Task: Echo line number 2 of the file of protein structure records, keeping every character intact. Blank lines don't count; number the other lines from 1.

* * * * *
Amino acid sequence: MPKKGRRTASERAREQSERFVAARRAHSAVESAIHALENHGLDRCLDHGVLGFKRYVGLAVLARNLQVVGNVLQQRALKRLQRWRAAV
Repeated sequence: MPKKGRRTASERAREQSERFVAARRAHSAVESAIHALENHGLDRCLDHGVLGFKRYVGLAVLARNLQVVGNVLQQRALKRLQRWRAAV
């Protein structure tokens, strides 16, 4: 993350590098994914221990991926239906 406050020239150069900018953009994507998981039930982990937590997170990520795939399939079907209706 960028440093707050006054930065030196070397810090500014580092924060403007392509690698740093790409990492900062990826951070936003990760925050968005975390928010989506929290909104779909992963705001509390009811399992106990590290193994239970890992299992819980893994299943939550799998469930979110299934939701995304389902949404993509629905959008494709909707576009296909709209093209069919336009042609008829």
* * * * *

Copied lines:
Repeated sequence: MPKKGRRTASERAREQSERFVAARRAHSAVESAIHALENHGLDRCLDHGVLGFKRYVGLAVLARNLQVVGNVLQQRALKRLQRWRAAV